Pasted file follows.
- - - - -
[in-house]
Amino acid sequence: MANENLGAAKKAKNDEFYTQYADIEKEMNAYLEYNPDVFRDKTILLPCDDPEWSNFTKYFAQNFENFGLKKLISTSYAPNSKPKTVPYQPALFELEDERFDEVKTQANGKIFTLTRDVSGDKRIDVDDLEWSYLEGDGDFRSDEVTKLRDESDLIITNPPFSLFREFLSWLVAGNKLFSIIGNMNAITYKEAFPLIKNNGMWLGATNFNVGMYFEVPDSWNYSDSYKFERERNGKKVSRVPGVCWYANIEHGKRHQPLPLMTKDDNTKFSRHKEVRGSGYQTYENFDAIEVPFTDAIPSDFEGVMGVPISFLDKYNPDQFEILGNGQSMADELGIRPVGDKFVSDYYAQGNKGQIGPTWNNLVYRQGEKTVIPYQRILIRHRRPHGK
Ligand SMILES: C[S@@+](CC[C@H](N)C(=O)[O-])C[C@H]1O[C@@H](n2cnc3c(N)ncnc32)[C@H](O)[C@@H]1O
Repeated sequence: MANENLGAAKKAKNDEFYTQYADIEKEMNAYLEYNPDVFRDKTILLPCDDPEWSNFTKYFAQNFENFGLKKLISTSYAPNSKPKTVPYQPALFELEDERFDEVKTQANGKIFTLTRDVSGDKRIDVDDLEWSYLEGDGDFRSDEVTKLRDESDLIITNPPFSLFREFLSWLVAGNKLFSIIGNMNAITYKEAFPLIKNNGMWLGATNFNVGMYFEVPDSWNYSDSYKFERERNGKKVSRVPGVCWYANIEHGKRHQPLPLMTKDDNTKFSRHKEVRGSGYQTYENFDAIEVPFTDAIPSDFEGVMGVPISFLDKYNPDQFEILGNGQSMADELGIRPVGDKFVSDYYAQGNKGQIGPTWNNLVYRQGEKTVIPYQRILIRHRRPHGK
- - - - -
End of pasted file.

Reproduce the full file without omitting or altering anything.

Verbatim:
[in-house]
Amino acid sequence: MANENLGAAKKAKNDEFYTQYADIEKEMNAYLEYNPDVFRDKTILLPCDDPEWSNFTKYFAQNFENFGLKKLISTSYAPNSKPKTVPYQPALFELEDERFDEVKTQANGKIFTLTRDVSGDKRIDVDDLEWSYLEGDGDFRSDEVTKLRDESDLIITNPPFSLFREFLSWLVAGNKLFSIIGNMNAITYKEAFPLIKNNGMWLGATNFNVGMYFEVPDSWNYSDSYKFERERNGKKVSRVPGVCWYANIEHGKRHQPLPLMTKDDNTKFSRHKEVRGSGYQTYENFDAIEVPFTDAIPSDFEGVMGVPISFLDKYNPDQFEILGNGQSMADELGIRPVGDKFVSDYYAQGNKGQIGPTWNNLVYRQGEKTVIPYQRILIRHRRPHGK
Ligand SMILES: C[S@@+](CC[C@H](N)C(=O)[O-])C[C@H]1O[C@@H](n2cnc3c(N)ncnc32)[C@H](O)[C@@H]1O
Repeated sequence: MANENLGAAKKAKNDEFYTQYADIEKEMNAYLEYNPDVFRDKTILLPCDDPEWSNFTKYFAQNFENFGLKKLISTSYAPNSKPKTVPYQPALFELEDERFDEVKTQANGKIFTLTRDVSGDKRIDVDDLEWSYLEGDGDFRSDEVTKLRDESDLIITNPPFSLFREFLSWLVAGNKLFSIIGNMNAITYKEAFPLIKNNGMWLGATNFNVGMYFEVPDSWNYSDSYKFERERNGKKVSRVPGVCWYANIEHGKRHQPLPLMTKDDNTKFSRHKEVRGSGYQTYENFDAIEVPFTDAIPSDFEGVMGVPISFLDKYNPDQFEILGNGQSMADELGIRPVGDKFVSDYYAQGNKGQIGPTWNNLVYRQGEKTVIPYQRILIRHRRPHGK